Home >> News >> 2011 >> Sep >> LIB DEM CONFERENCE - HS2- Transport Minister Norman Baker concedes impact will be greater in Camden than Chilterns
LIB DEM CONFERENCE - HS2- Transport Minister Norman Baker concedes impact will be greater in Camden than Chilterns
Published: 22 September 2011
by RICHARD OSLEY
LIBERAL Democrats have been in the thick of trying to persuade their colleagues in government to abandon plans for the high-speed rail link threatening to demolish a trail through Camden.
The High Speed Two (HS2) link has been branded a “vanity project” and, due to the Lib Dems’ glowing support, at least one of their big names on the front bench has been accused of being “in thrall” to the party’s Conservative partners in the coalition government.
Transport Minister Norman Baker infuriated the delegation from north London by claiming that opponents were conjuring up “spurious” objections.
A chink of light for those lobbying for a rethink came late on Tuesday night, however, when Mr Baker was openly challenged in front of his supporters at a fringe meeting.
He was forced to concede for the first time that the potential disruption in the first few miles of the HS2 route – particularly around Euston – may not have been fully appreciated at a government level. He pledged to look again at concerns.
“I’m sympathetic to Camden,” Mr Baker said.
“I don’t think the issue of Camden has been heard in the papers as much as the issue of the Chilterns has been. That may be because the people in the Chilterns are by and large better connected. We have taken great steps to deal with the Chilterns.”
Members from Camden have used their week here at conference in Birmingham to try to secure promises that the London end of the HS2 line will get a full review.
This week away is often a time when rank-and-file members from all sections get their worries about party policy and its direction off their chests in open meetings – or at the very least in private sessions.
But the Lib Dem national leadership has been relaxed enough to joke that they have felt suspicious about the lack of dissent among coffee-break gossipers.
Members from Camden have not been so easy on the government.
Group leader Keith Moffitt, former leader Flick Rea and Cantelowes ward councillor Paul Braithwaite all gave television interviews at the canalside International Conference Centre directly opposing the coalition government on HS2, which is essentially one of its flagship policies.
The criticism is centred on what the effects on Camden will be, but delegates from north London have revealed wider reservations about a scheme which will cost at least £30 billion to construct.
At a time of cuts to public services, the willingness to spend so much has mystified cynics.
The number of different rail routes to the conference itself, with trains arriving at Birmingham’s three mainline stations, has left London delegates wondering whether the need is as great as the government has suggested.
Cllr Braithwaite has possibly been the most vocal.
He said: “I am saddened that our Lib Dem Transport Minister, who is responsible for encouraging more sustainable transport, was so unquestionably in thrall to [Transport Secretary] Philip Hammond’s ill-conceived, obscenely expensive vanity project.”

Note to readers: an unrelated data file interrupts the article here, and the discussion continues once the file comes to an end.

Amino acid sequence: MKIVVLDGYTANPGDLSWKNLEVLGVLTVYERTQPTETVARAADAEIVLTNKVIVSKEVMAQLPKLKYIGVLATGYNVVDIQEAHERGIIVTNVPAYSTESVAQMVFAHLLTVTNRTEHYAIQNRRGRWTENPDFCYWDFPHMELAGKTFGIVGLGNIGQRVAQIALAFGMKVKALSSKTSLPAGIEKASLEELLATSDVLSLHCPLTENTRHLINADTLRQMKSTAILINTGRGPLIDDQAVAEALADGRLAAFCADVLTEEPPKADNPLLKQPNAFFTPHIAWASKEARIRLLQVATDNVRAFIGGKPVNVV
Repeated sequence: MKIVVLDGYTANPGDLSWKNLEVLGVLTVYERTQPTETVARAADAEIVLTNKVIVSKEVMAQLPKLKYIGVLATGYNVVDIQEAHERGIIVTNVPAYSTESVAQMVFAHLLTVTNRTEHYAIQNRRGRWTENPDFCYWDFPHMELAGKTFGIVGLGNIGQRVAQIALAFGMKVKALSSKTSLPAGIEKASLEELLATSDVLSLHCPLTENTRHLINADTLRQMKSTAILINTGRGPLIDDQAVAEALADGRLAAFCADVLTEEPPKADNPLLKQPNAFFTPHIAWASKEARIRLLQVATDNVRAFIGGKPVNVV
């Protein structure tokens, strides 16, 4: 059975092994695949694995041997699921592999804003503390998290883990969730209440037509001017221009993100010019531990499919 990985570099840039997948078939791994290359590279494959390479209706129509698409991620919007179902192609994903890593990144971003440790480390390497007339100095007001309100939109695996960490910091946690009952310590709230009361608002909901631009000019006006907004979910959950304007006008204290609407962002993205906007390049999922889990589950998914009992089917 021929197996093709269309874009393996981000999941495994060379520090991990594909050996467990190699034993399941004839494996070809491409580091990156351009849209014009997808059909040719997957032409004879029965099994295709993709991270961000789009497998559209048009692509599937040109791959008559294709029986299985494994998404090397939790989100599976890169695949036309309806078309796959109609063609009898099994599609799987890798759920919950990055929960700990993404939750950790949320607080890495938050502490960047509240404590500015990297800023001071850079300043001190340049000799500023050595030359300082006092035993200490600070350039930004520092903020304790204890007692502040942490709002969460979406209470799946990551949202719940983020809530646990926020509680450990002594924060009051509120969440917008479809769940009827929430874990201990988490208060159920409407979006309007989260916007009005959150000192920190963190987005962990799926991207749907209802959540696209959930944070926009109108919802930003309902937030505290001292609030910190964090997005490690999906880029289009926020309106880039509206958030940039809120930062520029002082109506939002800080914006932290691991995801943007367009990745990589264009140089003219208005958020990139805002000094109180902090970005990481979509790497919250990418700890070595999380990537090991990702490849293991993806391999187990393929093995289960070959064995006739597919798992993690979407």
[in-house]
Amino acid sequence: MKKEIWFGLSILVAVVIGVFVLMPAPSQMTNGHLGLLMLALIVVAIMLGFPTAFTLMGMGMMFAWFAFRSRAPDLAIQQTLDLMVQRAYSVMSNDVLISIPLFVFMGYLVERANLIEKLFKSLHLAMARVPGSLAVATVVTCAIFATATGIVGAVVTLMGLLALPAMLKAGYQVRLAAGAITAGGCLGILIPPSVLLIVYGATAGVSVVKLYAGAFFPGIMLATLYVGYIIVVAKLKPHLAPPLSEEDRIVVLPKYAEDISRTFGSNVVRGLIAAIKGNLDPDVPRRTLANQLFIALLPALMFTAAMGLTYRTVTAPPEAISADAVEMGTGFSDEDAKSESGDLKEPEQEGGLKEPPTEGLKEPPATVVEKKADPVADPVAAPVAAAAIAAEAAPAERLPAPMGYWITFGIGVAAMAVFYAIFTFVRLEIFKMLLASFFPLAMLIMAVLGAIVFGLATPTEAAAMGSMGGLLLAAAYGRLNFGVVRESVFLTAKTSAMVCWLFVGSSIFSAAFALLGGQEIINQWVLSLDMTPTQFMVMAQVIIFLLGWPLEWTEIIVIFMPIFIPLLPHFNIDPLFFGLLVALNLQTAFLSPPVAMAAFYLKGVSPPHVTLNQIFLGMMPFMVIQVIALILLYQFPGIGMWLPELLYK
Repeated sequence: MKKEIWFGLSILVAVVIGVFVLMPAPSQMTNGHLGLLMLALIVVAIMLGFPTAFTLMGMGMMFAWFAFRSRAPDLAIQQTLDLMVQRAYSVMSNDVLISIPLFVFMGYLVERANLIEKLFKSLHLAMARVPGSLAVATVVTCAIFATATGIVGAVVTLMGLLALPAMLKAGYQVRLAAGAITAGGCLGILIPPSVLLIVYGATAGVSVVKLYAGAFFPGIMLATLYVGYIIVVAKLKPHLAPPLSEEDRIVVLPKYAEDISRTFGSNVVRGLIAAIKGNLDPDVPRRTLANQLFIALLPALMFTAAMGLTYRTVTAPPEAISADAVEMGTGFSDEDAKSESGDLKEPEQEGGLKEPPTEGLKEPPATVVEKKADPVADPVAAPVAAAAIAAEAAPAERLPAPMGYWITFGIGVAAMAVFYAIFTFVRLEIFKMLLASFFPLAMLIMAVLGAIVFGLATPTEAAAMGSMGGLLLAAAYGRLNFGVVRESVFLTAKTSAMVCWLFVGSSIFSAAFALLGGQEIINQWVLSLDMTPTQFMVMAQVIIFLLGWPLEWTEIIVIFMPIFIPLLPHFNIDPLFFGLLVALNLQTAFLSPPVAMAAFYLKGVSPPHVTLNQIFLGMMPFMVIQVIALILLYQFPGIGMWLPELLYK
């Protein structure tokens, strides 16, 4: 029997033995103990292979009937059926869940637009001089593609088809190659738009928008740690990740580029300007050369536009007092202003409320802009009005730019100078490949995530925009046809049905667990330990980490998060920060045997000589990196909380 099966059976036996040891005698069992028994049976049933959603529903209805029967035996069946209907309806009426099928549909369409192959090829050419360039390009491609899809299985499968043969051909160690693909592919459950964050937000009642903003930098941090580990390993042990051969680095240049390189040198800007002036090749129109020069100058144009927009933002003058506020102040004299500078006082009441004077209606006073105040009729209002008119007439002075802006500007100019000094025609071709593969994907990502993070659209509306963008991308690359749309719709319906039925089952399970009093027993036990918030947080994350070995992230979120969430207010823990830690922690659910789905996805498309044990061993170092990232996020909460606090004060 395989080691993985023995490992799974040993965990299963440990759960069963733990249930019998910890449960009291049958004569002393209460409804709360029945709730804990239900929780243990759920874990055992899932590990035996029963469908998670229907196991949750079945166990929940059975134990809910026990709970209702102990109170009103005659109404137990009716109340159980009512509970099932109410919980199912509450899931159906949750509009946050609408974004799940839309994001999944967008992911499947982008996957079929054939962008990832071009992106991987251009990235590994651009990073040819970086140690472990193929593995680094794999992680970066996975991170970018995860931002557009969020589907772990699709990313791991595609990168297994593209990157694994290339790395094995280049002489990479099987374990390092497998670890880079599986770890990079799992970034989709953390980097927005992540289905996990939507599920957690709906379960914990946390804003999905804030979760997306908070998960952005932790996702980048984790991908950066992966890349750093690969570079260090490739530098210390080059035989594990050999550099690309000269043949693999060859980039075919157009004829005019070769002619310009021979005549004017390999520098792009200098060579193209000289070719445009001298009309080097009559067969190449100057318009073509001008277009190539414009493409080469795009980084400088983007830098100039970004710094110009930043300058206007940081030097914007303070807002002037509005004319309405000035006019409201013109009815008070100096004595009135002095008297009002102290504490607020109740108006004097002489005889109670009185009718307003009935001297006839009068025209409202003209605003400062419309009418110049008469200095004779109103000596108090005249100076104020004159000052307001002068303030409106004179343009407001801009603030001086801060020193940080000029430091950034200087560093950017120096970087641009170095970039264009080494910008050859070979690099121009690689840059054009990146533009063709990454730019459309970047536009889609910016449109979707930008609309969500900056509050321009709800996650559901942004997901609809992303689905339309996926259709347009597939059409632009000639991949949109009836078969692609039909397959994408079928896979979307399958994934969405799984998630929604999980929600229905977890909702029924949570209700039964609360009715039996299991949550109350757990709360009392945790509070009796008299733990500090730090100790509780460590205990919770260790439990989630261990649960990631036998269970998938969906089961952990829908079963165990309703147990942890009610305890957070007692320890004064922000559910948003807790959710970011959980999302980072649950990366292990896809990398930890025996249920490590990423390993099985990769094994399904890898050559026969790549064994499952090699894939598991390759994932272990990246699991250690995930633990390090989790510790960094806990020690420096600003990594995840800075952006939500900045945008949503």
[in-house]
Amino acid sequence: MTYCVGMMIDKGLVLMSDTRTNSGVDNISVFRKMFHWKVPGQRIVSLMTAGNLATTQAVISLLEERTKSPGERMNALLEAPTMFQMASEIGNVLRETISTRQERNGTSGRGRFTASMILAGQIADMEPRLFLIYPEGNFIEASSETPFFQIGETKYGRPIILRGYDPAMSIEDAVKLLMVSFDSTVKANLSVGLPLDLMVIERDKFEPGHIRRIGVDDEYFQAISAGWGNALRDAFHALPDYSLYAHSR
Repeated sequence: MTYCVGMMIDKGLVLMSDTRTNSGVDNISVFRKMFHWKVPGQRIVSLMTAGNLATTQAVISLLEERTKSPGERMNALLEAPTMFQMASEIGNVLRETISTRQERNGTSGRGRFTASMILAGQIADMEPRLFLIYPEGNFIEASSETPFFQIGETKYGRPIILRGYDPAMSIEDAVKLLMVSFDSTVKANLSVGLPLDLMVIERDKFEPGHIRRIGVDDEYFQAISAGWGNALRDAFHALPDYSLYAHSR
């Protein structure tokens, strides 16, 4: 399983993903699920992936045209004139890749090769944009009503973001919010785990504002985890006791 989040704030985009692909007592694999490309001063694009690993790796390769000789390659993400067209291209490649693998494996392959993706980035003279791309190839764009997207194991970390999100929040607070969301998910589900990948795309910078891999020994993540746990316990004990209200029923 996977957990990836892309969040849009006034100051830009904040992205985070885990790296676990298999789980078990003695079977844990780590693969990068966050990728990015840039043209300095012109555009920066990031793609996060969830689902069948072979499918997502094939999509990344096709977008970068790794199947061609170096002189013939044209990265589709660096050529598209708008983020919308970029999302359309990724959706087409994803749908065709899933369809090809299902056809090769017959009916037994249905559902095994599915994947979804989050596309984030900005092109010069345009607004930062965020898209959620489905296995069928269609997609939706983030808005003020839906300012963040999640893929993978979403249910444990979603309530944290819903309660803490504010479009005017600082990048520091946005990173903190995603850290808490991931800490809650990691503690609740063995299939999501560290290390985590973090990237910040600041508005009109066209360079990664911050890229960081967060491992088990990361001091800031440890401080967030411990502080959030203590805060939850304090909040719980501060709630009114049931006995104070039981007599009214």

While nationally, all three main parties are in favour of the project, they have raised concerns locally, albeit with varying force.
The Labour council was accused earlier this year of dithering over what stance to take, with the claim that senior figures felt the possible regeneration rewards around Euston were too tantalising to dismiss.
The project, after all, began life during the Labour government.
But the demolition of existing housing estates has made the scheme hard to stomach for even the most ambitious councillors.
Holborn and St Pancras Labour MP Frank Dobson has been vehemently opposed. About 400 council homes could be wiped out by the construction work as the track beats a way north through the borough.
Sceptics have grumbled that worries in Conservative areas have been more speedily addressed during the planning stage, particularly in the Chilterns.
The issue came to a head at conference on Tuesday night when Mr Baker and Cllr Braithwaite locked horns at a fringe meeting which had essentially been organised to celebrate the plans to build HS2.
The meeting on the first floor at the Jury’s Inn, organised by transport provider Keolis, was packed with HS2 supporters.
When asked if anybody was against the scheme, only two hands were raised – one being Cllr Braithwaite’s.
Against a background sound of clinking knives and forks as those present ate plates of roast beef and sautéed vegetables from their laps, Mr Baker set out why he was so enthusiastic about the new rail line.
“We simply haven't got enough space for the demand, we haven’t got the capacity,” he said. “It is not an option to fiddle around with the west coast main line again, nor the east coast main line for that matter.
“You end up with the idea that you need a new line and if you are going to have a new line the cost of it is only marginally more if you have it high speed than if you have it conventional speed.
If you have high speed, you start attracting people who wouldn’t normally be attracted to the railways. Rail is having a renaissance in terms of high speed. There are also economic development benefits.”
He added: “You start reducing journey times and people start saying: ‘Hang on a minute, why am I taking the plane?’ and you start making inroads into that market.
What does concern me is that people who have legitimate concerns about the route are not saying this is affecting me personally or affecting my land.
I don’t mind them saying that. But what they are saying is this doesn’t make economic sense or it’s bad for carbon. They are finding spurious reasons to oppose.”
But when the session was opened up to the floor, Cllr Braithwaite challenged him over the wisdom of the project.
“I really don’t think the business case stacks up and I certainly don’t think the carbon case is congruent with our climate change agenda,” said Cllr Braithwaite. “I suggest Camden is the worst affected of the local authorities. Camden has Euston, which will turn into ground zero
“This is not an affluent group with gardens to protect or nimbyism. This is the destruction of a community.”
This led Mr Baker to concede: “I think the impact, in so far as we can identify if the line goes ahead as proposed, is greater in Camden, at the London end, than it is at the Chilterns. There are demolition issues in the Camden end that need to be addressed.
I’ve never committed myself publicly or anywhere else to the route. I am personally open to options that deal with London as sympathetically as possible.”
HS2 will begin at Euston and head to the Midlands. In later years, the route is planned to go further north and even possibly to Scotland. If approved, the line will take about eight years to build and will open around 2025.